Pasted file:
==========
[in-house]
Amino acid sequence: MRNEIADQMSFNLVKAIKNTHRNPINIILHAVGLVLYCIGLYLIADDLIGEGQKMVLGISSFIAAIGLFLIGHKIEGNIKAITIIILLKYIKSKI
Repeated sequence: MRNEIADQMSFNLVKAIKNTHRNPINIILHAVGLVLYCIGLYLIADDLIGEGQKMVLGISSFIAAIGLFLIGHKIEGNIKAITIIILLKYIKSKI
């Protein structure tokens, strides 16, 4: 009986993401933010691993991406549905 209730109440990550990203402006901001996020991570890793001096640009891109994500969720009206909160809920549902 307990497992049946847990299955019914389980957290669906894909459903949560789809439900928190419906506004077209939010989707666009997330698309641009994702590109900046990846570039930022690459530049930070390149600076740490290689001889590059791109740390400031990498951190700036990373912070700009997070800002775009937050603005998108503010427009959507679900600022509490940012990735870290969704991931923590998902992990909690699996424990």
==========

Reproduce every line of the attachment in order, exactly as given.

[in-house]
Amino acid sequence: MRNEIADQMSFNLVKAIKNTHRNPINIILHAVGLVLYCIGLYLIADDLIGEGQKMVLGISSFIAAIGLFLIGHKIEGNIKAITIIILLKYIKSKI
Repeated sequence: MRNEIADQMSFNLVKAIKNTHRNPINIILHAVGLVLYCIGLYLIADDLIGEGQKMVLGISSFIAAIGLFLIGHKIEGNIKAITIIILLKYIKSKI
């Protein structure tokens, strides 16, 4: 009986993401933010691993991406549905 209730109440990550990203402006901001996020991570890793001096640009891109994500969720009206909160809920549902 307990497992049946847990299955019914389980957290669906894909459903949560789809439900928190419906506004077209939010989707666009997330698309641009994702590109900046990846570039930022690459530049930070390149600076740490290689001889590059791109740390400031990498951190700036990373912070700009997070800002775009937050603005998108503010427009959507679900600022509490940012990735870290969704991931923590998902992990909690699996424990």